Should the decision on surgical treatment of a pancreatic pseudocyst be based on its size (eg, diameter >5 cm) or symptoms caused by the cyst?
Paul Moayyedi: That is an interesting question. I do not think you can give a definitive answer to this. What I would say, for all cysts no matter what their size, you do not have any good evidence that surgery is helpful. It relies on before-and-after studies where there is a strong placebo component. You have had a very major surgery and of course you are likely to feel better after that surgery once you have recovered. That may not be real, and of course there are no randomized trials in this area. It is not clear to me that surgery has any role. You may say, “If it is so big, it must be causing symptoms.” Well, you can find even bigger cysts that are clearly asymptomatic and just because you happen to find something in someone who has a cyst does not mean that that is the cause of the symptoms. I personally would be very conservative and even at 5 cm I would not automatically suggest surgery.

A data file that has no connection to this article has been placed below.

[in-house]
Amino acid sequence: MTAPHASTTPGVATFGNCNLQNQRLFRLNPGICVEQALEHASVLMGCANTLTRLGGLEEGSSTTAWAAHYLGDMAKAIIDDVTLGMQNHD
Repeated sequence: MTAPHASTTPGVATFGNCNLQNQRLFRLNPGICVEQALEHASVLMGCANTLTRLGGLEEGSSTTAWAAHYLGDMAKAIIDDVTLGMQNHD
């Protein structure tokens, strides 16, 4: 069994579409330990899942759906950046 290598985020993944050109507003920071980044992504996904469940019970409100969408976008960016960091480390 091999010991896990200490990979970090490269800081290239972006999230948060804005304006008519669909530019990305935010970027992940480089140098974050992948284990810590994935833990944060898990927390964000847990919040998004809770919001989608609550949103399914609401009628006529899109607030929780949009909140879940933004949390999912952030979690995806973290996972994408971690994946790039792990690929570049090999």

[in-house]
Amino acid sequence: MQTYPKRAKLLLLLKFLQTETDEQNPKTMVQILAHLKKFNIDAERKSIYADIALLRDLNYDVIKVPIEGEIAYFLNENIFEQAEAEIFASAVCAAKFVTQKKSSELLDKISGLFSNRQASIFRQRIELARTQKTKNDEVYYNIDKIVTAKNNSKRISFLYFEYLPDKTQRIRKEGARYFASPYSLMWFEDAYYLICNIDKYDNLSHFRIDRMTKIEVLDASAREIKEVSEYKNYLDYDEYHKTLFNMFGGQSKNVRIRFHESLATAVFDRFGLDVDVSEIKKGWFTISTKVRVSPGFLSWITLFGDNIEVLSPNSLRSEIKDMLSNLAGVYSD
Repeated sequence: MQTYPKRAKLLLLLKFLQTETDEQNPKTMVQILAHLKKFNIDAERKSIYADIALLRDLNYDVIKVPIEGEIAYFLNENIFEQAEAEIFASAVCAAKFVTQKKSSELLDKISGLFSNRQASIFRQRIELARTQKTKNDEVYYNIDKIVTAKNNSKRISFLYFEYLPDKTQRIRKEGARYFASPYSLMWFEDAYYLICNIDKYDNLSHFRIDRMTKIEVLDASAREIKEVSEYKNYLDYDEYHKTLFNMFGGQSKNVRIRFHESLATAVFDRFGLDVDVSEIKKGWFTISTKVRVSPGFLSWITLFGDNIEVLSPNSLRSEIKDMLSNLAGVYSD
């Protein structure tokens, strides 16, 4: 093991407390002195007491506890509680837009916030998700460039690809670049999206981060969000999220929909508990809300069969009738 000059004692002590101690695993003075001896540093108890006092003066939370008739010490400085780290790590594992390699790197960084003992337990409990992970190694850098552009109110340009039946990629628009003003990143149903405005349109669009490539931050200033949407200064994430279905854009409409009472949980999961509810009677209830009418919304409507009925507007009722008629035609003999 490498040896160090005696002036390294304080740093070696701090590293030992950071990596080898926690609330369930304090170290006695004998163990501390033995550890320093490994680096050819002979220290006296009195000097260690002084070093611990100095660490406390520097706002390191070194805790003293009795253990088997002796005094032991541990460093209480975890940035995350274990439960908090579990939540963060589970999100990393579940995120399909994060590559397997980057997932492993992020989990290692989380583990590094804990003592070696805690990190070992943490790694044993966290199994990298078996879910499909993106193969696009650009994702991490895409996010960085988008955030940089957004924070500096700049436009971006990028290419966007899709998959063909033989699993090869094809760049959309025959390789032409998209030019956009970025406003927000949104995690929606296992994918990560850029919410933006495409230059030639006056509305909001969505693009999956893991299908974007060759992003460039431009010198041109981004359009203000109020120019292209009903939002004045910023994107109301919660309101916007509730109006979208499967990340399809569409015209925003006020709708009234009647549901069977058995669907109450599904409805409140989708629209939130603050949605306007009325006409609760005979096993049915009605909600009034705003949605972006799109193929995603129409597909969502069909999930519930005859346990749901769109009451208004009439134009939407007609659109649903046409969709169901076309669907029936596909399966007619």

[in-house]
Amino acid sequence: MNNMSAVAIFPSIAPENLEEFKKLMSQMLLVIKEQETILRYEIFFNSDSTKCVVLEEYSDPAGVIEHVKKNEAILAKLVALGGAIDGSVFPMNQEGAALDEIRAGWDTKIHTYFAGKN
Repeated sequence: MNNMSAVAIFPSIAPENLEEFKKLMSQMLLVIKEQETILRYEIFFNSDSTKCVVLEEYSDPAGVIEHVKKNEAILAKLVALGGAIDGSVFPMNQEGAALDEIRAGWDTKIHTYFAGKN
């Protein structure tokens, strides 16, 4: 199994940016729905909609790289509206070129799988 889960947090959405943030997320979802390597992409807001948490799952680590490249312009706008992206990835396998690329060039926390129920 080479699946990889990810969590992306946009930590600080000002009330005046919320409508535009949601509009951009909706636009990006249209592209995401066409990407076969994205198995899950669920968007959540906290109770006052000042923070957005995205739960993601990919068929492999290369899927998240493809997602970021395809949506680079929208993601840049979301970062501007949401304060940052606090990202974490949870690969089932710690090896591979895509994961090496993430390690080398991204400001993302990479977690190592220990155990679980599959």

Of course, cysts can get to a “big enough” size. Most people would—but I would not—use 5 cm as a cutoff. That is pretending you know more than you do about how cysts cause symptoms. If they are very slow growing, chances are that they are probably not causing symptoms. Although, of course, why have the patients got this pseudocyst if they have not had an episode of acute pancreatitis beforehand? You would want to look at their pancreas to exclude things like autoimmune pancreatitis and other pancreatic pathologies that may have led to the pseudocyst developing and, obviously, treat that underlying cause. But to treat the cyst itself with surgery is not something I would rush to.
[As to endoscopic treatment, the decision should be based on], obviously, a threshold for endoscopic treatment, and [it is done] by endoscopic ultrasound through the gastric approach. That is safer, less aggressive, and it is not as definitive as surgery but, obviously, you would have a lower threshold to do that. Also it gives you a good opportunity to ensure that it really is a pseudocyst. This is another challenge with cysts. Again, I am assuming by the question you have a strong belief that this is what it is because of other underlying diseases of the pancreas, such as an episode of acute pancreatitis.